How does this relate to the gendering of COIN and its particular actualization in the deployment of FETs? We would argue that it supports the points raised in our recent piece on the gendering of COIN in Afghanistan, most importantly those relating to the instrumentality of the endeavor and the lack of careful planning in the implementation of COIN. At the same time, however, these accounts show that what happens on the ground more often than not exceeds the intentions of those in charge in unexpected ways. Women soldiers serving on FETs are showing that the imagination of policy-makers as well as IR scholars lags far behind realities on the ground. As such, FETs are showing that it is not so much a matter of whether women can serve in combat – it is a matter of whether their service will get recognized as such.
Dr. Annick T.R. Wibben is Associate Professor of Politics and International Studies at the University of San Francisco. She received her Ph.D. in International Politics from the University of Wales, Aberystwyth, UK in 2002. She teaches International Politics and specializes in critical security studies, theories of international relations, and feminist international relations. Her Feminist Security Studies: A Narrative Approach was published by Routledge in 2011. Other recent publications include an article on “Feminist Politics in Feminist Security Studies” in Politics & Gender.
Dr. Keally McBride is Associate Professor of Politics and Chair of International Studies at the University of San Francisco. She is author of several books, most recently with Margaret Kohn, Political Theories of Decolonization: Postcolonialism and the Problem of Foundations (Oxford University Press, 2011). She is currently doing research on 19th century British legal administration in their colonies, and the legacies it left behind in contemporary international law. She can be e-mailed at email@example.com.
 Their inspiration were all-female teams of the Lioness Program in Iraq as well as another Marine Corps effort, the Iraqi Women’s Engagement Program (Watson 2011).
 Since January 2011,the U.S. Army has been training female soldiers for “Cultural Support Teams” (CSTs), which work with special operations teams.
 This has now also become a measure of her legacy as secretary of state (see e.g. http://articles.latimes.com/2012/apr/08/world/la-fg-hillary-clinton-afghanistan-20120409)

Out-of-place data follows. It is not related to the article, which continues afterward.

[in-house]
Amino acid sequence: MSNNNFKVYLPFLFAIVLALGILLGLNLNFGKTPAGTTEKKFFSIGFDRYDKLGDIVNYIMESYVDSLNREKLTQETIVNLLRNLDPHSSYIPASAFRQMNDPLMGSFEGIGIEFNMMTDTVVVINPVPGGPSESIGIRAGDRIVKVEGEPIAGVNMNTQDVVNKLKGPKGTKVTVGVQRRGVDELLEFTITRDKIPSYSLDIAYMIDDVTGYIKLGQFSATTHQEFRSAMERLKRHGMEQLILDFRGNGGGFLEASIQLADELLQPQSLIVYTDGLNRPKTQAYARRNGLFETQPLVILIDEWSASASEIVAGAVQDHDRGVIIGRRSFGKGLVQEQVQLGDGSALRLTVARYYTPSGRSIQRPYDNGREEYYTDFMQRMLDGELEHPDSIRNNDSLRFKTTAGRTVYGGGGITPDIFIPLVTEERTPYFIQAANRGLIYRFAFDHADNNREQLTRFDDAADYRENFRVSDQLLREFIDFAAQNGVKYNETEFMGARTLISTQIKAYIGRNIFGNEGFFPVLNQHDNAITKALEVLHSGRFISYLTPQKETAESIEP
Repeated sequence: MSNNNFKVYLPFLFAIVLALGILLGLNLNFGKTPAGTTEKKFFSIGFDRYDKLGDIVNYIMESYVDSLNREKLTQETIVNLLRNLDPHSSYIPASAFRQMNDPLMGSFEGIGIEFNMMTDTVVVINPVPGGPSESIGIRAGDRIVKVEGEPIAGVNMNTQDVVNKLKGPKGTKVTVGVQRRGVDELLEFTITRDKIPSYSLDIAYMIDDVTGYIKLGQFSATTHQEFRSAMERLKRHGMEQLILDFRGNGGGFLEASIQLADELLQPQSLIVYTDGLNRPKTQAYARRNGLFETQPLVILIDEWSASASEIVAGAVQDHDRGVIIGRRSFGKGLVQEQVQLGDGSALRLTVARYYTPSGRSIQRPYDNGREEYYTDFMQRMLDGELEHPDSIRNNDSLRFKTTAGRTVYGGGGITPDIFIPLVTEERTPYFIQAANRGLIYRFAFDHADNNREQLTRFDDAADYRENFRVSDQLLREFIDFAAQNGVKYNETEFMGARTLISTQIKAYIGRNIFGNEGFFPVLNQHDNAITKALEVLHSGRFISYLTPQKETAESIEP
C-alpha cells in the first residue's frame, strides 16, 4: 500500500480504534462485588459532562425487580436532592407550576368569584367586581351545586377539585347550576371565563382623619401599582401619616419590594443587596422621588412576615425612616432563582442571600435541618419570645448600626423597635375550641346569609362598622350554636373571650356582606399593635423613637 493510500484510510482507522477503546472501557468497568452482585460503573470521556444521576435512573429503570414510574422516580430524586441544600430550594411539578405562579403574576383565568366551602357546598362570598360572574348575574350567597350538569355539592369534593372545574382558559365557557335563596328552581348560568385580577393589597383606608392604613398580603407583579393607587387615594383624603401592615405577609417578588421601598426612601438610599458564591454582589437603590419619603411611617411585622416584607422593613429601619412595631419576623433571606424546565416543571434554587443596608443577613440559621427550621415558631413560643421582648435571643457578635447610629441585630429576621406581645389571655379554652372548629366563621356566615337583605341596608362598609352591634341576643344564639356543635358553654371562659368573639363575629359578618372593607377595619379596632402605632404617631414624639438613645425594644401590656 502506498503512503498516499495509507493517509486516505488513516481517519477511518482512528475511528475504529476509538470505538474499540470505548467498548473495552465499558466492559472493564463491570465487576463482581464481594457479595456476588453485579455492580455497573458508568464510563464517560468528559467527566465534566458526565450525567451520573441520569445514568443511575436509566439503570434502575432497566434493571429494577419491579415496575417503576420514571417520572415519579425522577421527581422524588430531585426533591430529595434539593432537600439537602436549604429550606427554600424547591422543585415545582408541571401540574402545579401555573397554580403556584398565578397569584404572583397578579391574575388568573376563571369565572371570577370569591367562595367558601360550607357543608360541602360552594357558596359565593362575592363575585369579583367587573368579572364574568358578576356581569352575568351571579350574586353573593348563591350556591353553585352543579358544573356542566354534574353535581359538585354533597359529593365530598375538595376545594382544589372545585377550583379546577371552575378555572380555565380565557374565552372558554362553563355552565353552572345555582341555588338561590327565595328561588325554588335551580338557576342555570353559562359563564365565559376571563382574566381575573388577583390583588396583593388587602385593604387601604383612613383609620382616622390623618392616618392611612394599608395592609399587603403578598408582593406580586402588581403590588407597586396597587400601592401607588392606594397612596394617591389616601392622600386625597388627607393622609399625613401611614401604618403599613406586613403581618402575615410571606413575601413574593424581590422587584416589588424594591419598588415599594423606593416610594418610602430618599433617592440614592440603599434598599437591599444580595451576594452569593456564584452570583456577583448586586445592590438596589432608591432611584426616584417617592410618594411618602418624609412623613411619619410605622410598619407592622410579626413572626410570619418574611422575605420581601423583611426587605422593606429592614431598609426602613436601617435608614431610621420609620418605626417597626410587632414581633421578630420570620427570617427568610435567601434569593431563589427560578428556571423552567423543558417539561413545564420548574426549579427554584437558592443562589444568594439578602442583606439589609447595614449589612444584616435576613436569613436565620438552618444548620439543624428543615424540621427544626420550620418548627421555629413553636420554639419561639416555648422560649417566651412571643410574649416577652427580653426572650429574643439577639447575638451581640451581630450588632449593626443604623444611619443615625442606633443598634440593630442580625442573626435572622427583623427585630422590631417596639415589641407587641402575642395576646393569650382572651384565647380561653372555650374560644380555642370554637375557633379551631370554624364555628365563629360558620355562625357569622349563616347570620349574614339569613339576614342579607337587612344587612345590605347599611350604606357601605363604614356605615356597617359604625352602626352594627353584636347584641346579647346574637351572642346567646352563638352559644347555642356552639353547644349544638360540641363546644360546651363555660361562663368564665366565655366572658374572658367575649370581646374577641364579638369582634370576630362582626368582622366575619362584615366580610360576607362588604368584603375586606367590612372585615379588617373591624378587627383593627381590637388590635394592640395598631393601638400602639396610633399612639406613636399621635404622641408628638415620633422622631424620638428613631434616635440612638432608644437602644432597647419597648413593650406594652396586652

Bhattacharyya, Gargi (2008) Dangerous brown men: Exploiting sex, violence, and feminism in the war on terror. London: Zed Books.
Laura Bush, ‘‘Radio Address by Laura Bush to the Nation,’’ Available at http://georgewbush-whitehouse.archives.gov/n`ews/releases/2001/11/20011117.html
Jones, Ann (15 November 2010) “Woman to Woman in Afghanistan” The Nation pp. 11-15.
Holliday, Janet R. (2012) “Female engagement teams: The need to standardize training and employment” Military Review, 92 (2): 90-94.
Hunt, Krista (2006) “’Embedded feminism’ and the war on terror”, in: Hunt & Rygiel (eds) Engendering the war on terror: War stories and camouflaged politics, Aldershot: Ashgate, 51-71.
Khalid, Maryam (2011) “Gender, orientalism and representations of the ‘Other’ in the War on Terror’, Global Change, Peace and Security, 23 (1): 15‐29.
McBride, Keally & Annick T.R. Wibben (2012) “The gendering of counterinsurgency in Afghanistan” Humanity 3(2): 199-215.
Nayak, Meghana (2006) ‘‘Orientalism and ‘saving’ U.S. state identity after 9/11,” International Feminist Journal of Politics 8(1): 42-61.
Shepherd, Laura (2006) ‘‘Veiled references: Constructions of gender in the Bush administration discourse on the attacks on Afghanistan post-9/11,’’ International Feminist Journal of Politics 8(1): 19-41.
Thier, J. Alexander (2006/07) “The making of a constitution in Afghanistan.” New York Law School Law Review, 51: 558-579.
Watson, Julia (2011) “Female engagement teams: The case for more female civil affairs marines” Marine Corps Gazette, online. Available at http://www.mca-marines.org/gazette/article/female-engagement-teams-case-more-female-civil-affairs-marines
Wibben, Annick T.R. (2011) Feminist security studies: A narrative approach, London: Routledge.
Young, Iris M. (2003) “Feminist reactions to the contemporary security regime”, Hypatia, 18(1), 223-31.
Yuval-Davis, Nira (2001) “The binary war”, openDemocracy, online. Available at http://www.opendemocracy.net/conflict-war_on_terror/article_89.jsp